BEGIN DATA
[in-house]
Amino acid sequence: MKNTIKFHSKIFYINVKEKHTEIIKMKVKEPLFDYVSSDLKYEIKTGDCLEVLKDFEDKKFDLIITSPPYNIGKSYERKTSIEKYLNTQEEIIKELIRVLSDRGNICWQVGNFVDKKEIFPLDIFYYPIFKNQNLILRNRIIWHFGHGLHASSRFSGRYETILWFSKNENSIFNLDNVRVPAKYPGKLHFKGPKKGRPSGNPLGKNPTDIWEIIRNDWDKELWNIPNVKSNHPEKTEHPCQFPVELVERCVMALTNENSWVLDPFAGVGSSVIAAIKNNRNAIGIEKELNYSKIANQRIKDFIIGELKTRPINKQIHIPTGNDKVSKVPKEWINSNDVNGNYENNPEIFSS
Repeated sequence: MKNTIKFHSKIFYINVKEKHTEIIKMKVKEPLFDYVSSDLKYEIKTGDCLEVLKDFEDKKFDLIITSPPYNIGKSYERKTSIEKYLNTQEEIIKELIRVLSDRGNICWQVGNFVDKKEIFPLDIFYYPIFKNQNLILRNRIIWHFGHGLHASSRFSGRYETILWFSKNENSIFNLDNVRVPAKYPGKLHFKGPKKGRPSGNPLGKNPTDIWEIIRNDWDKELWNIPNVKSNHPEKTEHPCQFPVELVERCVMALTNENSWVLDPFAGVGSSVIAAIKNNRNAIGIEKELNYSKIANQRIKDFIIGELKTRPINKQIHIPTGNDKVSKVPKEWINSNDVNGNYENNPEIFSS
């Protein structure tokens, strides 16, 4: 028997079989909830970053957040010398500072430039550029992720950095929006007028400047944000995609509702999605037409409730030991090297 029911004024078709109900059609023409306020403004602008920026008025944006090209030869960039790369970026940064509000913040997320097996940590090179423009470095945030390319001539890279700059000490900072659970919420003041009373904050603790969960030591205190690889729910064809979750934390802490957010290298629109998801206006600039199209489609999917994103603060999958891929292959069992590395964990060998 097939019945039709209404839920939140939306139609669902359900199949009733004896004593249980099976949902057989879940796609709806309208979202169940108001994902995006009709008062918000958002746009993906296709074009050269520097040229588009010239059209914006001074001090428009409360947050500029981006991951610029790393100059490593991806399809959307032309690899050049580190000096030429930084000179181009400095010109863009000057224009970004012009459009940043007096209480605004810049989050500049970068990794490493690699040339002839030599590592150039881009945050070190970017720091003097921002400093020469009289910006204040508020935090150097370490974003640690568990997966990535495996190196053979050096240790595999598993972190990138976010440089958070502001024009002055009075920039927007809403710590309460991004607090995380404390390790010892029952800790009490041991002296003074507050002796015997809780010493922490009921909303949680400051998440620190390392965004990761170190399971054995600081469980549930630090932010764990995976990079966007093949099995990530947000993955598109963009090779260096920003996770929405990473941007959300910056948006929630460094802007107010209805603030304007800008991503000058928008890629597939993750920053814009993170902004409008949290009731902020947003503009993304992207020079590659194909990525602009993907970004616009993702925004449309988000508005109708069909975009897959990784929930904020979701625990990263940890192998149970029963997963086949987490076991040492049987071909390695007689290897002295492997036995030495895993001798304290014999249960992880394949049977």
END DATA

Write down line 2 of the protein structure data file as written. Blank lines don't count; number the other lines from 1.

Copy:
Amino acid sequence: MKNTIKFHSKIFYINVKEKHTEIIKMKVKEPLFDYVSSDLKYEIKTGDCLEVLKDFEDKKFDLIITSPPYNIGKSYERKTSIEKYLNTQEEIIKELIRVLSDRGNICWQVGNFVDKKEIFPLDIFYYPIFKNQNLILRNRIIWHFGHGLHASSRFSGRYETILWFSKNENSIFNLDNVRVPAKYPGKLHFKGPKKGRPSGNPLGKNPTDIWEIIRNDWDKELWNIPNVKSNHPEKTEHPCQFPVELVERCVMALTNENSWVLDPFAGVGSSVIAAIKNNRNAIGIEKELNYSKIANQRIKDFIIGELKTRPINKQIHIPTGNDKVSKVPKEWINSNDVNGNYENNPEIFSS